8. Yes, this was Nancy Wickwire, who was my least favorite Aunt Liz. Audra Lindley was like a ferocious force of nature in the role. When her temper got the better of her, she would scream and scream and SCREAM. It was pretty scary at times. Irene Dailey brought out the pathos and deep loneliness in the character, which was quite effective too, although the difference between Lindley and Dailey was marked: vehement, bitter shrew to over-emotional busybody. Wickwire was simply cooler and more reserved, and IMHO lacked any actual spark.
  9. It's my pleasure. I adored AW from 1964 to 1975 and kept huge scrapbooks about AW, Y&R, DAYS, SOMERSET, HOW TO SURVIVE A MARRIAGE and other soaps, filled with pictures, interviews, plot synopses, etc.
  10. Just for historical accuracy, Wayne Addison was an unscrupulous manipulator who was determined to amass wealth any way he could. He romanced a lonely Aunt Liz in hopes of getting his hands on her fortune. He manipulated various men like Walter Curtin, in hopes of swindling money from them. Wayne and Lenore never had an affair, but he took gleeful delight in tormenting people with the implication that he and Lenore were indeed an item. When Walter stormed over to Wayne's place to confront him about his unethical behavior, Wayne laughed in Walter's face. He tossed Walter a woman's scarf which he announced was Lenore's, and crowed that Walter could now give the scarf back to her, because Wayne had finished using her and was ready to cast Lenore aside. The insecure, jealous and emotional Walter snapped, and in a fit of blind rage hit Addison over the head with a heavy statuette, killing him on November 24, 1970. Walter ran home and hid the scarf in his safe, to which Lenore conveniently did not have the combination. (Far-fetched, that.) Contrary to Harding Lemay's caustic, sarcastic account (the writer was wont to denigrate...well, basically everyone except his personal pets), Walter did not continually sob into the scarf. It happened, when Walter was remembering his crime, but it was not a consistent, everyday activity. Lemay just liked to mock, even if he had to put a creative spin on reality to do so. Aunt Liz, who believed Wayne's account of an alleged affair between himself and Lenore, was hell-bent on making Lenore pay for supposedly taking Wayne away from her. She told the police that Wayne and Lenore were involved, and that Lenore was the likely killer. Poor, pregnant Lenore was arrested on circumstantial evidence, and endured Christmas in jail. When she was finally set free, she came to suspect her own husband was the real murderer. Walter fell apart under her questioning, and in a weepy, emotional monologue, confessed he had bludgeoned Wayne Addison to death. He then ran out of the house (supposedly to give his confession to the police), but was killed in a horrendous car crash. (His car rolled down a cliff and burst into flames on February 4, 1972.) Knowing that the police would now never hear her husband's confession, which would have proven her innocence beyond any doubt in the world's eyes, Lenore went berserk and tore her living room to shreds. (Susan Sullivan was epic in this episode.) Three years later, Lenore had married architect Robert Delaney (March 28, 1974), which made her the target of the vicious Carol Lamonte, a scheming woman who wanted Robert for herself. Looking into Lenore's background for some dirt with which to drive a wedge between Lenore and Robert, Carol came across news clippings about the Wayne Addison murder trial, and Lenore's involvement in the case. Carol had no actual proof of anything, but she started to gaslight Lenore by sending her anonymous messages referring to the murder and Lenore's trial, asking if Lenore wanted "the real truth" to come out after all this time. Terrified that her son would one day find out that his father was a murderer, and not knowing what sort of unhinged psycho was targeting her, Lenore packed up her son Wally and went into hiding, not even telling her own mother exactly where she was, at first. Lenore was last seen on December 29, 1975. Whew!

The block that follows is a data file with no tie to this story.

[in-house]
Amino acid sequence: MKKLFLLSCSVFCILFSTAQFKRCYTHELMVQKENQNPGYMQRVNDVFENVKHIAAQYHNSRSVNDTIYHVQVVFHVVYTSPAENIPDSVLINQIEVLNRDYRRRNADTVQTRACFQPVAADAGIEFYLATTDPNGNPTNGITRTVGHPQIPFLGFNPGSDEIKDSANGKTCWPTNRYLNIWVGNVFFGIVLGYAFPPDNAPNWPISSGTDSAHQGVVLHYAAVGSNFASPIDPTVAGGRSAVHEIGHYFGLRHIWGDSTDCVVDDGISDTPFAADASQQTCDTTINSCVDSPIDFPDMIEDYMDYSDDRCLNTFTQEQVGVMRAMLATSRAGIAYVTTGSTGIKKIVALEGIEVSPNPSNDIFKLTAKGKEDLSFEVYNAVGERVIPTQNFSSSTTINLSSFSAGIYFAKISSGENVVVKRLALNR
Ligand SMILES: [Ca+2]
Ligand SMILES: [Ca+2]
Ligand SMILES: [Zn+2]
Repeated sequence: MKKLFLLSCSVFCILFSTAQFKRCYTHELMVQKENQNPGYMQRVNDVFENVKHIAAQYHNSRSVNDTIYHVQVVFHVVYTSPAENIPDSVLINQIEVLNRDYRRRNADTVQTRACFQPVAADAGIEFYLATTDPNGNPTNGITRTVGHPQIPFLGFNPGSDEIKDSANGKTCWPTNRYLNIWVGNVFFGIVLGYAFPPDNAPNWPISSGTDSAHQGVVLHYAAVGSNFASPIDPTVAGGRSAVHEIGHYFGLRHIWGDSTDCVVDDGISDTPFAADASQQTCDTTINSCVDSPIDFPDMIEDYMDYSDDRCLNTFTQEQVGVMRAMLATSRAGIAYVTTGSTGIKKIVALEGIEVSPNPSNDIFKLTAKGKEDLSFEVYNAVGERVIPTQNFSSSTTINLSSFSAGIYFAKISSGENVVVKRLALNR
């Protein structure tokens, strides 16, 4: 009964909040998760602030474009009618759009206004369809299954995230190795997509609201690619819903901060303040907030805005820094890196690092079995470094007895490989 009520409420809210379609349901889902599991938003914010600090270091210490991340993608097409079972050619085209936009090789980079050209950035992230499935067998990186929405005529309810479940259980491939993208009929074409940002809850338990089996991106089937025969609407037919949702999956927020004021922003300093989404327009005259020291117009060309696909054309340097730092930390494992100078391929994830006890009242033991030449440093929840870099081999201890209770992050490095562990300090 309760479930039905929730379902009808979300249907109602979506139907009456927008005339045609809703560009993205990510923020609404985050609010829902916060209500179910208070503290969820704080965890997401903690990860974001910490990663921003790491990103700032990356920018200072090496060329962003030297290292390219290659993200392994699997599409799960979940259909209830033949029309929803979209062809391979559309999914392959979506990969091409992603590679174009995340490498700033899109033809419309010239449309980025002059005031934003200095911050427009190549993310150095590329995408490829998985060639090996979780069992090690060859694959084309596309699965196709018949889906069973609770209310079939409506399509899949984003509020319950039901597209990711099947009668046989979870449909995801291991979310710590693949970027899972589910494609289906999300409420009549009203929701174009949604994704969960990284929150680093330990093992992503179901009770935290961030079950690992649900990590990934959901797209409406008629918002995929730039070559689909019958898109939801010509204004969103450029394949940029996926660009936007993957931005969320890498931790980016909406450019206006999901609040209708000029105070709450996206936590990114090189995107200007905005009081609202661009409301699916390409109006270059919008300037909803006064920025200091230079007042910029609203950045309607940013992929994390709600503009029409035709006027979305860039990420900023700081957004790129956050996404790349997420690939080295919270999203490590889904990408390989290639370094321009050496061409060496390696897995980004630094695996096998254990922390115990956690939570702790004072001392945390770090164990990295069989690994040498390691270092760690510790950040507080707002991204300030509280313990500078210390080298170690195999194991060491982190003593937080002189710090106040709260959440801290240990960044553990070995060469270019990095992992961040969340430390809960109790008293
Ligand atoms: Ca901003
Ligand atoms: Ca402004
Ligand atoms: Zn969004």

11. Walter killed Wayne Addison by whacking him across the head with a heavy statuette, actually.
  12. Lionel Johnstone, who played Michael Randolph, had been advised about the storyline concerning his character's homosexuality, and he was on board to play it. The problems arose when a nervous P&G vetoed the plot, infuriating Lemay.
  13. I loathed Paul Rauch as a producer. He decimated the core of several shows which had been my favorites before he butchered them.
  14. Gag me with a spoon. I'm tempted to buy a Corinthos mug just to smash it, and Sonny & carly standees just to stomp on them. Really: vomit.